Nigerian-born British fashion designer Duro Olowu is one of the few people whose garments have spawned a new term in the fashion lexicon: the “Duro dress,” as it’s called, has an empire waist with multiple prints that he pulls from a variety of global sources — one season it’s the West African masquerades he grew up with in Nigeria, another it’s Picasso’s paintings. You’ve seen the dress on the likes of Michelle Obama and Thelma Golden, director and chief curator at The Studio Museum in Harlem, to whom Olowu has been married since 2008. In recent years, Olowu has turned his keen eye for patterns towards curation, starting with Material (2012) at Salon94, a mix of limited-edition Olowu originals and textiles, furniture, photography and found objects, and Duro Olowu: Seeing Chicago (2020) at the Windy City’s Museum of Contemporary Art, the first time a non-art professional guest curated in the institution’s 50-year history. His most recent curatorial project was Robert Earl Paige: Power to the People at Salon94 (2022), the first New York solo exhibition of the Chicago artist who introduced West African-inspired textiles to American shoppers in the 1970s. The exhibit pulls together Paige’s fabric work alongside his ceramics, collages and etchings.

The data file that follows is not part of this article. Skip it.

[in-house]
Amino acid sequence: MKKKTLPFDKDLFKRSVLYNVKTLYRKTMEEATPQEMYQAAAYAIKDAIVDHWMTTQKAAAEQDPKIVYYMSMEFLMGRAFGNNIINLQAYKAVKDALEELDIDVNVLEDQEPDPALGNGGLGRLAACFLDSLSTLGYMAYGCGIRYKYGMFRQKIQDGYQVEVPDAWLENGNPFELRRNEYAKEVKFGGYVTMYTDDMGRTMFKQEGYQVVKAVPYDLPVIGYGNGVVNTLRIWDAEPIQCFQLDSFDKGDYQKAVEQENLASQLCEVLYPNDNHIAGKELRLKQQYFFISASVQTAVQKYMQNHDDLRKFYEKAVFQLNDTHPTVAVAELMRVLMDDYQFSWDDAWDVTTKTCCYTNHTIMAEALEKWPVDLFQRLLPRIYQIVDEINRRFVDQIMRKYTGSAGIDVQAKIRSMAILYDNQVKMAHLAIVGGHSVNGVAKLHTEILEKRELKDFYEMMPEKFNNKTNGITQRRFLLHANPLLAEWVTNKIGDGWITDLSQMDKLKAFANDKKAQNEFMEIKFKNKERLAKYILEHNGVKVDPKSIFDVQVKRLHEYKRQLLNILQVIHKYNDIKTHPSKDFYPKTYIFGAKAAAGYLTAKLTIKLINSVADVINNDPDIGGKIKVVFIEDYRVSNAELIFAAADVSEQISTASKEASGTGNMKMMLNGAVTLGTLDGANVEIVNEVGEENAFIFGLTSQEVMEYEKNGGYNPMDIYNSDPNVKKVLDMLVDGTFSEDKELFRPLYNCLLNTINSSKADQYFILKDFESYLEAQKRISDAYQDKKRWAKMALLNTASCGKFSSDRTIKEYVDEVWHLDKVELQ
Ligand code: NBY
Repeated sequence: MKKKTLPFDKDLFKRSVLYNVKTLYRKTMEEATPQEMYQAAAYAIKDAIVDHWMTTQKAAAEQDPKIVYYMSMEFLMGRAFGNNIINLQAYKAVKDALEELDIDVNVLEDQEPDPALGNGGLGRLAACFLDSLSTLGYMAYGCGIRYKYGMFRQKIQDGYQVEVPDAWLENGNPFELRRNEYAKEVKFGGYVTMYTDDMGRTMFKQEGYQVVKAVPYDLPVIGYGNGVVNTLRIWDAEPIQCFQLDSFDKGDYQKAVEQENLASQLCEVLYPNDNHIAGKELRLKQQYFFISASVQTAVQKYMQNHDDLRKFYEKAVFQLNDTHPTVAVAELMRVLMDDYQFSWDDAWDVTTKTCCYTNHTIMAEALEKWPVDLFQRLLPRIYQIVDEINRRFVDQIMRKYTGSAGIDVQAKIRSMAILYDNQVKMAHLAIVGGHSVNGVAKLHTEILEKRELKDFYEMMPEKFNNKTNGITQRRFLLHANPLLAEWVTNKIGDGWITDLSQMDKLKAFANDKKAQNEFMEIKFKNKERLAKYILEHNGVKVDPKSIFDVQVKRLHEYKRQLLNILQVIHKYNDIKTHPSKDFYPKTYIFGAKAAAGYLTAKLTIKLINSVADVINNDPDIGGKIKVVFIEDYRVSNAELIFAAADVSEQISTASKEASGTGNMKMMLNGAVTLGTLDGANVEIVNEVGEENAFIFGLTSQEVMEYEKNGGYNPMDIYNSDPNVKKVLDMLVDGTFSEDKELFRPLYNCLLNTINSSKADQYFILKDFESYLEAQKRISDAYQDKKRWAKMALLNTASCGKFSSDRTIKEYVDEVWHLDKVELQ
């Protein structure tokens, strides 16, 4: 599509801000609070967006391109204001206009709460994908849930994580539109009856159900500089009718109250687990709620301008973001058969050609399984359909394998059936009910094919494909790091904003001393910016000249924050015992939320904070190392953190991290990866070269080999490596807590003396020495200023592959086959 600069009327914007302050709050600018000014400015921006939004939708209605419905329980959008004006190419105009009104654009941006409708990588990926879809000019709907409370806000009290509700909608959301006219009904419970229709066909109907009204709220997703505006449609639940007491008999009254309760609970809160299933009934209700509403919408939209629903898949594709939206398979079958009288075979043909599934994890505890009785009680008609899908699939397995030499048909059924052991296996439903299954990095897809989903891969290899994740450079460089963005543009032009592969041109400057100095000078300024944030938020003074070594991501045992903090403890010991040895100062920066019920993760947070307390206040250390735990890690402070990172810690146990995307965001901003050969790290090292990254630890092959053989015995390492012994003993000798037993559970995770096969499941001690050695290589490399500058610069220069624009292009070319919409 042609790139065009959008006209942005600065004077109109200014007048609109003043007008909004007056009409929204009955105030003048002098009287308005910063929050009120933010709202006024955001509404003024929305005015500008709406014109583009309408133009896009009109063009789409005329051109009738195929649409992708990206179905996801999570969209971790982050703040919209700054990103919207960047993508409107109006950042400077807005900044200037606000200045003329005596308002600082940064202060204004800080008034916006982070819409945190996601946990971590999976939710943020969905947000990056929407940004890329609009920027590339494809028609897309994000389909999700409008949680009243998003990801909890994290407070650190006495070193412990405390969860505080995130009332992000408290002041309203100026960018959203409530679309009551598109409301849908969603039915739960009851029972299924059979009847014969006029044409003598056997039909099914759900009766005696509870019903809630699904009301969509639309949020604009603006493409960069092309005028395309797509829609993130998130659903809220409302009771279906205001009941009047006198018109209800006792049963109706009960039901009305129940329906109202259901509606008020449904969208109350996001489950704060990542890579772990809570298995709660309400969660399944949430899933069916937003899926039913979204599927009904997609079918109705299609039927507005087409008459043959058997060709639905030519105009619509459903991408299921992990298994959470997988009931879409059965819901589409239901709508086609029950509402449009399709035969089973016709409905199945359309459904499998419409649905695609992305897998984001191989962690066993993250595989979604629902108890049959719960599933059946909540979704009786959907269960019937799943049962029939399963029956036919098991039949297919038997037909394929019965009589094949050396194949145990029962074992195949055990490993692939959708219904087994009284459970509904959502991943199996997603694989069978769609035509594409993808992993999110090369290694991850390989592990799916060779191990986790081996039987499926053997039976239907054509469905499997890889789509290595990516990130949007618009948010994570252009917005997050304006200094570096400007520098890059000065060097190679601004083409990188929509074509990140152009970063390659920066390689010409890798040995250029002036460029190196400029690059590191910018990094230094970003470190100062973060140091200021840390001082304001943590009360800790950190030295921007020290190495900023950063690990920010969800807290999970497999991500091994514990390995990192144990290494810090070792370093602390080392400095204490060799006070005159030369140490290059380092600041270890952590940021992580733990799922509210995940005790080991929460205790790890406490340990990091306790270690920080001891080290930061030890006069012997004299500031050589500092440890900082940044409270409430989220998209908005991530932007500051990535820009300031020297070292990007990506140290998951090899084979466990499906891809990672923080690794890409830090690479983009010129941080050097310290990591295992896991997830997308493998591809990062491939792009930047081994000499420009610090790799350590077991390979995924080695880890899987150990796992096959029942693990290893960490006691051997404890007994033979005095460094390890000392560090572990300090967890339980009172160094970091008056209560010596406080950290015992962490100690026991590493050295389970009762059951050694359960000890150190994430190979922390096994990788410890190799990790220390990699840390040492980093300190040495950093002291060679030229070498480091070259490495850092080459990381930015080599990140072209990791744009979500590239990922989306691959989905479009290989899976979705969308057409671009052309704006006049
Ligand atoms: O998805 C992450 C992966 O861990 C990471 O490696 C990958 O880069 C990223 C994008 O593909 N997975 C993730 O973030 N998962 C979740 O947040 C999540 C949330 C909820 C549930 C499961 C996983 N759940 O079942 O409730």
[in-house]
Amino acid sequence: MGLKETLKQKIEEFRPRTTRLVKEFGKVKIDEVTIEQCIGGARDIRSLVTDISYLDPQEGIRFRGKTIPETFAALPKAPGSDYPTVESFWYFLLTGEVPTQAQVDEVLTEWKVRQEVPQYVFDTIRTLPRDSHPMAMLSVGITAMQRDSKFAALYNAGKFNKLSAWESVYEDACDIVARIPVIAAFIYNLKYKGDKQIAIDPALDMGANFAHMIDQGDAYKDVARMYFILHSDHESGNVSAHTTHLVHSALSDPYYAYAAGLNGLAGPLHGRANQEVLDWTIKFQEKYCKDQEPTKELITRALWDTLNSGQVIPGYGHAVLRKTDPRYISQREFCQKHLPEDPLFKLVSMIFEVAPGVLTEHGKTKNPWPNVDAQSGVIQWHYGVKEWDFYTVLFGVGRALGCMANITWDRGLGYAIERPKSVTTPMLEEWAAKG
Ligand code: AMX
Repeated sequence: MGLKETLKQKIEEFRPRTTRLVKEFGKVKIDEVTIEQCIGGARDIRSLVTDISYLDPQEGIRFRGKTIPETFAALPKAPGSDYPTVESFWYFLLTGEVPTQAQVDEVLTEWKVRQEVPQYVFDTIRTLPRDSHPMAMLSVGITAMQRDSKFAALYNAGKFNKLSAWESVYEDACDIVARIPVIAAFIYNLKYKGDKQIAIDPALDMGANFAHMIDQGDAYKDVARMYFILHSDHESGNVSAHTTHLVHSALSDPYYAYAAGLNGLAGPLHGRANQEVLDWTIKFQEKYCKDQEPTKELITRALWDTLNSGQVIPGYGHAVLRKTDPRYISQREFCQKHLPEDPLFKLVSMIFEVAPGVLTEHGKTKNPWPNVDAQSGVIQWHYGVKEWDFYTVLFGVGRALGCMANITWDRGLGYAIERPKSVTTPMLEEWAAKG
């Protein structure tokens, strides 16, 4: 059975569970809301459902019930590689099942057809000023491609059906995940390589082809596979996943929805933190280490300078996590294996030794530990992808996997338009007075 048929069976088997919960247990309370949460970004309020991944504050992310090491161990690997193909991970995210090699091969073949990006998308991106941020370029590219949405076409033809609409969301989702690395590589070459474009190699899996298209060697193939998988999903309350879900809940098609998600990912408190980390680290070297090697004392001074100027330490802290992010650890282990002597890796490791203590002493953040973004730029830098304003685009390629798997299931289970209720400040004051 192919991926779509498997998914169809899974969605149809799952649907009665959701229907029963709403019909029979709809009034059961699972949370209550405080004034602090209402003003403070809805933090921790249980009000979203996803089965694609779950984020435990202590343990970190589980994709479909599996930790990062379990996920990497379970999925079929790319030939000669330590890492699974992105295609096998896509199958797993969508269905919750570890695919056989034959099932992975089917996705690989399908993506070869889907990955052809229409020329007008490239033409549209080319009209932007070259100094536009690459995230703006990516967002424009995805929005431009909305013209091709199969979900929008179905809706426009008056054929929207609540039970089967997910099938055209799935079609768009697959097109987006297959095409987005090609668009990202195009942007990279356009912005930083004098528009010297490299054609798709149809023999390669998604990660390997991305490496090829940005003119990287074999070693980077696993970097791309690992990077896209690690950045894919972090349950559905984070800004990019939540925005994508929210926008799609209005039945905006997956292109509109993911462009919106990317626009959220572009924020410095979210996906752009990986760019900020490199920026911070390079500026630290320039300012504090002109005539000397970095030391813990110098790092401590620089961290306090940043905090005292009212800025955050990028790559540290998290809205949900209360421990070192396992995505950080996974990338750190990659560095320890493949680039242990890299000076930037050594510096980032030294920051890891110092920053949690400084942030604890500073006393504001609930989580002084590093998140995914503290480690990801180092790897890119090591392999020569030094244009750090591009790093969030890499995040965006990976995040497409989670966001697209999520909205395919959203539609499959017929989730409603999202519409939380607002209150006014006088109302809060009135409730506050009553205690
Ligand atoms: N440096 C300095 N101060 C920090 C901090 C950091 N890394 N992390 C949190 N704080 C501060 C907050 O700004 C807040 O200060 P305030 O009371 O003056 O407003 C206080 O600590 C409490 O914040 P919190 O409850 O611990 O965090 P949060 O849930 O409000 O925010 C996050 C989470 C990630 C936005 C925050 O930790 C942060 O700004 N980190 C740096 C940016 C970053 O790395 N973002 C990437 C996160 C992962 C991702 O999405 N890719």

Emmanuel Olunkwa: Robert Paige and I were talking about the Harlem Renaissance, and he mentioned how it was a label assigned to the work Black people produced at the time and not one we gave ourselves.
Duro Olowu: Exactly! It becomes a question of who gets to dictate history. It’s not useful when you pin something new to a certain period in time. It becomes a conversation about how people ascribe narratives to art based on cultures they don’t understand, be it African Americans, women, or minority artists. Collectives are always much more attractive to institutions because you can just group everyone together, regardless of the artists’ specific visions.
When did you first meet Robert?